Mercedes-Benz Cars starts production of PHEV batteries in Bangkok; 3rd plant in global battery production network

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Mercedes-Benz Cars starts production of PHEV batteries in Bangkok; 3rd plant in global battery production network

9th December 2019 Battery European Investment global production market repots news technologies 0

Mercedes-Benz Cars have opened a factory for plug-in hybrid (PHEV) batteries in the Bangkok region in Thailand. The new battery factory was built on a 50,000 m² site located at the vehicle manufacturing plant in the Bangkok region. The new plant is the third production facility in the company’s global battery production network.

Together with the local partners Thonburi Automotive Assembly Plant (TAAP) and Thonburi Energy Storage Systems (TESM), Mercedes-Benz AG has invested a total of more than €100 million in the battery production and a plant expansion of the existing vehicle production plant.

In doing so, the partners are responding to the high demand for electric mobility and, in particular, for plug-in hybrid vehicles in Thailand.

The production facilities are highly standardized and flexible. As a result, they can be adapted to local market conditions in a short time. With the joint investment in the new factory building as well as the factory extension, Mercedes-Benz AG and the local partner TAAP are once again strengthening their cooperation.

The plug-in hybrid models of Mercedes-Benz Sedans, especially the C- and E-Class, are in particular demand in Thailand.

The battery systems manufactured in the new battery factory, are used among others for the current Mercedes-Benz C-Class, E-Class, S-Class as well as for the Mercedes-Benz GLC and GLC Coupé. The high variety of product variants of the local market require very flexible and efficient production and facility concepts.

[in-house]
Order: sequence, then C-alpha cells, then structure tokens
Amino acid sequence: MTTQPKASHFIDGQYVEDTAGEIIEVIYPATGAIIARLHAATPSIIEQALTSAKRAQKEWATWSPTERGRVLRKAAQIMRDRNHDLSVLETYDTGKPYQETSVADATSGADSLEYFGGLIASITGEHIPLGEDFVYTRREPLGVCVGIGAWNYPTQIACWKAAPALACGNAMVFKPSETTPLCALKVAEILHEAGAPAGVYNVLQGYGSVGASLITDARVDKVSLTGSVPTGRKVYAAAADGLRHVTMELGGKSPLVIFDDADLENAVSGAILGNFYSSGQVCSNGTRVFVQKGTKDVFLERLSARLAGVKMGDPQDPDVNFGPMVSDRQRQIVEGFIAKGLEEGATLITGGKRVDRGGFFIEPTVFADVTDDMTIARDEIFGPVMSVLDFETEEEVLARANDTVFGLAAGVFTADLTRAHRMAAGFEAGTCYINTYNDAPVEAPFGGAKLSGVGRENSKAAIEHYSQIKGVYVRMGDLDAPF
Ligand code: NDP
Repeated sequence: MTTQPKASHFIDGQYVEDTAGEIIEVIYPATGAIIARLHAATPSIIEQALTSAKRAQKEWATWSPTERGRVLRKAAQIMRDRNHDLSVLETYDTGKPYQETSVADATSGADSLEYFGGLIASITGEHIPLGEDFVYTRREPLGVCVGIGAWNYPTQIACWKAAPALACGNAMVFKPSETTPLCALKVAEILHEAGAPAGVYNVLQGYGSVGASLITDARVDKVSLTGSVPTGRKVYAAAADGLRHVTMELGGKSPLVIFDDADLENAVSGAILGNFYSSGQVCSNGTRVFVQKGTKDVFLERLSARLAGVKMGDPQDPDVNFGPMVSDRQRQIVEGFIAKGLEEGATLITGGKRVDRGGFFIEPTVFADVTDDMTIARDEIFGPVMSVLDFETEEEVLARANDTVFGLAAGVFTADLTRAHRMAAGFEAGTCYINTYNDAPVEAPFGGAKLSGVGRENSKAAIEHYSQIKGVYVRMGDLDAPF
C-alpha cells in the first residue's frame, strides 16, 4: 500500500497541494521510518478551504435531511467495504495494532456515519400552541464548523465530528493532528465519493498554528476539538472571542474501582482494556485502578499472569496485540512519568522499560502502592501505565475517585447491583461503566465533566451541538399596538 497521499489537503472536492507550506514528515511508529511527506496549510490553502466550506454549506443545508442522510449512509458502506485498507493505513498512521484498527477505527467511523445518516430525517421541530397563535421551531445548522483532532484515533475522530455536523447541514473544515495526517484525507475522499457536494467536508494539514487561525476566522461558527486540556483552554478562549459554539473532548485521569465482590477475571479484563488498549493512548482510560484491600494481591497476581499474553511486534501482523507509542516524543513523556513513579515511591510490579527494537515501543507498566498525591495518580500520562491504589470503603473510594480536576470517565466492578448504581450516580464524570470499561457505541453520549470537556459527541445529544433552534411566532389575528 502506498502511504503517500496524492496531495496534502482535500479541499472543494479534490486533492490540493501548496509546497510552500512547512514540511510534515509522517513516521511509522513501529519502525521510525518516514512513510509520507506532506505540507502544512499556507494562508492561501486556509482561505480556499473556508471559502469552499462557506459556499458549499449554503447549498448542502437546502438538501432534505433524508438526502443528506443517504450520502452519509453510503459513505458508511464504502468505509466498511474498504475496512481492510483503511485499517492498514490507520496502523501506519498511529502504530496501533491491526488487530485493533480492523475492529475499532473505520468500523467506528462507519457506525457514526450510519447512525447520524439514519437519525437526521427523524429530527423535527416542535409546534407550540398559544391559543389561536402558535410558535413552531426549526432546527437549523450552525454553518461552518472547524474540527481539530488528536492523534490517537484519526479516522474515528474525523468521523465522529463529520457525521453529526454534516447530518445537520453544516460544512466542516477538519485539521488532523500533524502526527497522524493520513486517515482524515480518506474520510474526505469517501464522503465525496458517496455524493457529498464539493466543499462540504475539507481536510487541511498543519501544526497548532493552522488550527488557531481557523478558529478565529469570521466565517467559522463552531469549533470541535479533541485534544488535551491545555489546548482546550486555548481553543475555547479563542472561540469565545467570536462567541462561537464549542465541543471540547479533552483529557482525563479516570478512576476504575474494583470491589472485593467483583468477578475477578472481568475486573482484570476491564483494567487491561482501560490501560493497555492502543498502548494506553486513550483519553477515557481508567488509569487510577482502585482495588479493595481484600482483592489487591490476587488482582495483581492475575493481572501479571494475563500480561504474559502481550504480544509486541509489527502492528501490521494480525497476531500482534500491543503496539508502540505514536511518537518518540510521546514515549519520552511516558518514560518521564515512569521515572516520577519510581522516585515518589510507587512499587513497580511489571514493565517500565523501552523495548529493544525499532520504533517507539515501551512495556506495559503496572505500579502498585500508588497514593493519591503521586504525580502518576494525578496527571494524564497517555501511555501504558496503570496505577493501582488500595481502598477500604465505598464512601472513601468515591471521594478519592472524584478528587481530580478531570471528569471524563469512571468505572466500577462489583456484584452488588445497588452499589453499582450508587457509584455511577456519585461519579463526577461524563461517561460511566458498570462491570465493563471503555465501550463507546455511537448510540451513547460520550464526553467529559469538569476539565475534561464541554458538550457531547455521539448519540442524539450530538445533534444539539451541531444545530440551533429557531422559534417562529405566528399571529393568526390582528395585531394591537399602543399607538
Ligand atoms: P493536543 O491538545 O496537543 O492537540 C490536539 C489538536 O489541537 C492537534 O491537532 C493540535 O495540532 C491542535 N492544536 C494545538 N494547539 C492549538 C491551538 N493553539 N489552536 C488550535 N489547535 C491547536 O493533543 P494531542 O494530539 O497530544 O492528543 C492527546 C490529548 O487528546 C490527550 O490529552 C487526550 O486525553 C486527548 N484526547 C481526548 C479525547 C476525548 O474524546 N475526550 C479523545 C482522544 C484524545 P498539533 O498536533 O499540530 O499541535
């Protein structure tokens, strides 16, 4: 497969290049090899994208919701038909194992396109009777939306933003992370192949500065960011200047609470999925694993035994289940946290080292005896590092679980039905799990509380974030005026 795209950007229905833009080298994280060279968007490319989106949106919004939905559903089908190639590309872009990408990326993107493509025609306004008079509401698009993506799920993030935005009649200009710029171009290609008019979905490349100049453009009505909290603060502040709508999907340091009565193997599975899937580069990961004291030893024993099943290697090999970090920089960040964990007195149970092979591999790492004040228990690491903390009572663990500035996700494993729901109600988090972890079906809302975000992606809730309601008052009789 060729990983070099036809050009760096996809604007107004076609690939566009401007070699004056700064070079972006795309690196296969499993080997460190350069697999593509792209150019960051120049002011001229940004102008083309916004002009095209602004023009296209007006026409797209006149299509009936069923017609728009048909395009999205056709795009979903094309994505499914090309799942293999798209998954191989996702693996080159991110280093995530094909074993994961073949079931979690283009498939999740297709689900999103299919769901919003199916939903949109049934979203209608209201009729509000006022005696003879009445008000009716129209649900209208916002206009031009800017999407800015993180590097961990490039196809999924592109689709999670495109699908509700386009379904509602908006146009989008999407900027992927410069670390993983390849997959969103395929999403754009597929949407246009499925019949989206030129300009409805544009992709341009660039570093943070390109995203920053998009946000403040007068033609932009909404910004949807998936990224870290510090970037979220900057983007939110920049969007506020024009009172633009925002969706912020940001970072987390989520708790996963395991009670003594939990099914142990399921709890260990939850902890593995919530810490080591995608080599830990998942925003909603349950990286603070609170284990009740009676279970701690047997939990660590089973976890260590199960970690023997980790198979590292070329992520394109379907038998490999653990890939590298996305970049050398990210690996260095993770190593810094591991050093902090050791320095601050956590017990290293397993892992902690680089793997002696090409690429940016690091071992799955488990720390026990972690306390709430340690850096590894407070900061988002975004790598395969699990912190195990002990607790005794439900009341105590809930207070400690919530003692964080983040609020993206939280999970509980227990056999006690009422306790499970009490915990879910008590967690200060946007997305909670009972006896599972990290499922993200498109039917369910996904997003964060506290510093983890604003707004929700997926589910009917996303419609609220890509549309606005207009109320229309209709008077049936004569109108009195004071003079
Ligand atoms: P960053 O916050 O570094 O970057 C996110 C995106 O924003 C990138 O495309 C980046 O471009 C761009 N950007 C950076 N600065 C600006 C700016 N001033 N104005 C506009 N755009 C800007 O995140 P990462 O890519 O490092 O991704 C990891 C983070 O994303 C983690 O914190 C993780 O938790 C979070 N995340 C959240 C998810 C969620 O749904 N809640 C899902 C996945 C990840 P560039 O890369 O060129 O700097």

Central assembly stations were set up in the same way as in the battery factory in Kamenz and were further developed for site-specific requirements. In this way, all battery types can be manufactured in the new line for all current and future plug-in hybrids.

The battery factory in Bangkok meets Mercedes-Benz standards in terms of ergonomics, industrial safety and digitalization. For example, a new benchmark has been implemented for process assurance: The product quality is generated by a quality assurance system that monitors all production processes online along with the value creation. In addition, the plant has its own assessment and testing centre.

The decision for local battery production in Thailand supports Mercedes-Benz’s overall sustainability goals under the heading “Ambition2039” as well. The aim is a carbon-neutral new car fleet until 2039. By 2030, at least every second vehicle sold should have an electric drive—this includes full-electric vehicles and Plug-In hybrids.

On the way to sustainable mobility, the production plays a central role: All European Mercedes-Benz plants are to produce completely carbon neutral from 2022. The battery factory in Bangkok will meet this requirement by using large solar systems on the roofs of the production buildings.

Excess solar power is temporarily stored in second-life battery storage systems from recycled electric vehicle batteries. The plant works closely with the Mercedes-Benz Energy GmbH. The stationary storage systems, which can compensate for local energy fluctuations and contribute significantly to grid stabilization, enable economical and resource-saving reuse for disused batteries of electric and hybrid vehicles.

Daimler is investing more than one billion euros in a global battery production network within the global production network of Mercedes-Benz Cars. In total, the battery production network consists of nine factories at seven locations on three continents. The first factory in Kamenz is in series operation. The second factory in Kamenz (Germany), the battery factory at the Beijing site (China) and in Bangkok (Thailand) started series production in 2019. The battery factories in Stuttgart-Untertürkheim (Germany), Tuscaloosa (USA) and Jawor (Poland) will start at the beginning of the next decade.

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